Rudi Lickwood’s Five Minutes To Shine | New act final review by Steve Bennett

Rudi Lickwood’s Five Minutes To Shine

New act final review by Steve Bennett

New act finals can be stressful enough for the inexperienced comedian at the best of time, but Rudi Lickwood’s Five Minutes To Shine added an extra – entirely unexpected – obstacle, as opening act Darran Griffiths was to discover.

For four minutes into his routine, and at a crucial point in the set-up of a gag, the onstage DJ cut in: ‘Darren, you have one minute’, entirely ruining his flow and that particular joke. The comic won kudos for dealing with it deftly and explaining with good humour what a fatal interruption it was, but he basically took a bullet for his fellow finalists in tackling it.

Not that the DJ stopped giving his updates for subsequent competitors, but he did seem to get better at timing his interjections as the night went on. But there’s a reason comics are normally given an unobtrusive light...

Before he was so rudely interrupted, Griffiths had been delivering a well-put-together set delivered with charm and confidence. He didn’t push the boat out too far with creativity - the idiotic utterances of homophobic older relatives seems an especially well-worn angle — but he has a clear persona and a likeable manner. 

As a black guy in a predominantly white London dormitory town, he had a good take on white ‘banter’, while giving a tongue-in-cheek portrayal of his partner as a gangsta, when she’s not.

He was probably unlucky not to be placed. With a different place on the running order, especially given thecircumstances, who knows?

John D Foley was given an extra challenge of his own, too, being called to the stage about an hour before his scheduled slot – so you could maybe forgive some of the stiltedness in his delivery. However, he does have a tendency to over-use the rising inflexion in any case, giving a slightly unnatural tone.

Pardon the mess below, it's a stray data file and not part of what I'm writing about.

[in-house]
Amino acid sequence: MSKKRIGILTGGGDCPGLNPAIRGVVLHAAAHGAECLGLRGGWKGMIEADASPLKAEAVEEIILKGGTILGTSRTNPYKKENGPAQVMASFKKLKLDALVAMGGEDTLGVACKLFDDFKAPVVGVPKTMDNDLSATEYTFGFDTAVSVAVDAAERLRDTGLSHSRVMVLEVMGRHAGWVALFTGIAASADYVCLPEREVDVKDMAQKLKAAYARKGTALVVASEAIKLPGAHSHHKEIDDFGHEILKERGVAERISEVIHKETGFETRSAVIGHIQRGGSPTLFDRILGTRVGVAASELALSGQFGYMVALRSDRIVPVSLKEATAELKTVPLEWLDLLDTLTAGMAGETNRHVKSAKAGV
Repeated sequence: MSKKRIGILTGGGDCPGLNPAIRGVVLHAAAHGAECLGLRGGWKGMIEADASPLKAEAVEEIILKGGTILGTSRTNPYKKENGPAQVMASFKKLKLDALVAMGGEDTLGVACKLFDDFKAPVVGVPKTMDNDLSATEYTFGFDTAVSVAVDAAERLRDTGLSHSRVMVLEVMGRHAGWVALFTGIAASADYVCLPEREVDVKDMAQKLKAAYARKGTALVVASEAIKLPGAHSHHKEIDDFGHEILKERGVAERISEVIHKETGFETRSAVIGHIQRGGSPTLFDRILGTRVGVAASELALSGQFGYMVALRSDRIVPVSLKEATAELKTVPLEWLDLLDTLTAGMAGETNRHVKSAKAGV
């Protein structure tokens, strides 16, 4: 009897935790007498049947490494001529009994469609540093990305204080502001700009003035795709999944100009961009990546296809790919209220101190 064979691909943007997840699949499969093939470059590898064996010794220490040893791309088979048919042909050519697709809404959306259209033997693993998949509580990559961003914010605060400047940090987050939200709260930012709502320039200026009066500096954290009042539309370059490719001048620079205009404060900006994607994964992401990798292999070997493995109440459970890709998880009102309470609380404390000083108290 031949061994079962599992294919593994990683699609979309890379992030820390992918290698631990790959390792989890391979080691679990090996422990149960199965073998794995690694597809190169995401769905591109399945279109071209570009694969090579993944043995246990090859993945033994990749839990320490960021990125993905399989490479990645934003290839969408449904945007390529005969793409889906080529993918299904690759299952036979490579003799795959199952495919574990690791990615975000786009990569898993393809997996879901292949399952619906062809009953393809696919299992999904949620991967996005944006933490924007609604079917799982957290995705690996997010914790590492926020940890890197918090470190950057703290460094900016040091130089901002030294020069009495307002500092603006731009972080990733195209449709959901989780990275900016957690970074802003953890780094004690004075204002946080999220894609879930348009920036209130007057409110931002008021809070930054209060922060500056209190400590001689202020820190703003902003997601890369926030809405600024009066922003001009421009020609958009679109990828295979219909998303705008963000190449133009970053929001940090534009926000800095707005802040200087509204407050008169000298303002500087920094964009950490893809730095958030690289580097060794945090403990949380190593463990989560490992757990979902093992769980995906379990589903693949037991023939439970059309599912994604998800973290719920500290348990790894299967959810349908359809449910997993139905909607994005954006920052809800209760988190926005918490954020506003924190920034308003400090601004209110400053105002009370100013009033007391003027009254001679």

Looking like the V For Vendetta mask, he had some decent lines but struggled to make them land with this audience. A couple were down to his fumbling the set-ups, but generally it seemed to be a difficulty getting them on to the same, slightly peculiar, wavelength as him. 

In contrast, the crowd loved the rambunctious energy of Double D. But then a large number of them were her friends... However, the truth is that once you get beyond the energetic sass, her material is little more than gushing about how much she loves sex, with wild mimes illustrating the fact in place of punchlines. Talking dirty can make good comedy, but it needs more honesty, twists or nuance than just saying ‘dick’ a lot.

Despite this being very basic stuff, she gets to this point by taking the audience through a true story about a sexual assault case, which gives the set a needlessly uncomfortable undertone. But she is something of a force of nature; she just needs to learn how to harness that.

She looked like she would be a hard act for Henry Michael to follow, especially as he’s a more bookish, repressed performer, delivering dry lines with little flourish. Indeed, the crowd were initially unsure, but he gradually won them over thanks to his sardonically funny jokes, mostly based around his day job as an NHS doctor. 

Quips about underfunding combined well with his self-deprecating shtick, with plenty of cunning misdirections in the understated writing to wrongfoot listeners. From a cool start, he gradually built up steam to end up a contender, and eventually snaffled the runner-up slot.

James Power – who might be able to scoop some work as a Ricky Gervais lookalike – brings a winning ‘geezer’ energy to his performance, but didn’t have the consistency in his gags that would enable him to capitalise on that fully. Slagging off your own kids is always a good position for a comic, and so it proved here, and he turned the now-expected ‘one-minute’ call on its head.